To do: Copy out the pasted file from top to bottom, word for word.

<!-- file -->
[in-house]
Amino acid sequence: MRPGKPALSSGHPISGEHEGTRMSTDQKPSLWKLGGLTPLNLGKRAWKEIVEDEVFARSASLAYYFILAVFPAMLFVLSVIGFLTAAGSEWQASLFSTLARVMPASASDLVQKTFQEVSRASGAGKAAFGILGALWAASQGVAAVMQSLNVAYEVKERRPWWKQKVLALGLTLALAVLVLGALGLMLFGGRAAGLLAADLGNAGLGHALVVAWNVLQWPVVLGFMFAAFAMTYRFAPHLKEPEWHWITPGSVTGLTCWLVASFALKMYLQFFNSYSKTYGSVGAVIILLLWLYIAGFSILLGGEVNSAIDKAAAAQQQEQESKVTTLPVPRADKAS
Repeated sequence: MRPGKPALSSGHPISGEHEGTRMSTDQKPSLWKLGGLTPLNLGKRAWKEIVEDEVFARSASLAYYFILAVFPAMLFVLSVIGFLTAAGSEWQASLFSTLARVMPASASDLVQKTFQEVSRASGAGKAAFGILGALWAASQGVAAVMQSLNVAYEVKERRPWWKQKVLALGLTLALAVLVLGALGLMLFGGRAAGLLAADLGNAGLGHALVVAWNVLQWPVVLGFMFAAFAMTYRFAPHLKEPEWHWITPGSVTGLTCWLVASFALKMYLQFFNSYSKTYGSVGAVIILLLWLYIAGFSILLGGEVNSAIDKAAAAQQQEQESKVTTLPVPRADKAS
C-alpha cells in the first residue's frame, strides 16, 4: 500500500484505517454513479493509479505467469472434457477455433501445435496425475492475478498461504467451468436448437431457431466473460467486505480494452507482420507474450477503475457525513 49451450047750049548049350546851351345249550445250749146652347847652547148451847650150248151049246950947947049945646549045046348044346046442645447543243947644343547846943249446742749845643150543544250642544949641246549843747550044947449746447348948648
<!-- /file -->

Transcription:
[in-house]
Amino acid sequence: MRPGKPALSSGHPISGEHEGTRMSTDQKPSLWKLGGLTPLNLGKRAWKEIVEDEVFARSASLAYYFILAVFPAMLFVLSVIGFLTAAGSEWQASLFSTLARVMPASASDLVQKTFQEVSRASGAGKAAFGILGALWAASQGVAAVMQSLNVAYEVKERRPWWKQKVLALGLTLALAVLVLGALGLMLFGGRAAGLLAADLGNAGLGHALVVAWNVLQWPVVLGFMFAAFAMTYRFAPHLKEPEWHWITPGSVTGLTCWLVASFALKMYLQFFNSYSKTYGSVGAVIILLLWLYIAGFSILLGGEVNSAIDKAAAAQQQEQESKVTTLPVPRADKAS
Repeated sequence: MRPGKPALSSGHPISGEHEGTRMSTDQKPSLWKLGGLTPLNLGKRAWKEIVEDEVFARSASLAYYFILAVFPAMLFVLSVIGFLTAAGSEWQASLFSTLARVMPASASDLVQKTFQEVSRASGAGKAAFGILGALWAASQGVAAVMQSLNVAYEVKERRPWWKQKVLALGLTLALAVLVLGALGLMLFGGRAAGLLAADLGNAGLGHALVVAWNVLQWPVVLGFMFAAFAMTYRFAPHLKEPEWHWITPGSVTGLTCWLVASFALKMYLQFFNSYSKTYGSVGAVIILLLWLYIAGFSILLGGEVNSAIDKAAAAQQQEQESKVTTLPVPRADKAS
C-alpha cells in the first residue's frame, strides 16, 4: 500500500484505517454513479493509479505467469472434457477455433501445435496425475492475478498461504467451468436448437431457431466473460467486505480494452507482420507474450477503475457525513 49451450047750049548049350546851351345249550445250749146652347847652547148451847650150248151049246950947947049945646549045046348044346046442645447543243947644343547846943249446742749845643150543544250642544949641246549843747550044947449746447348948648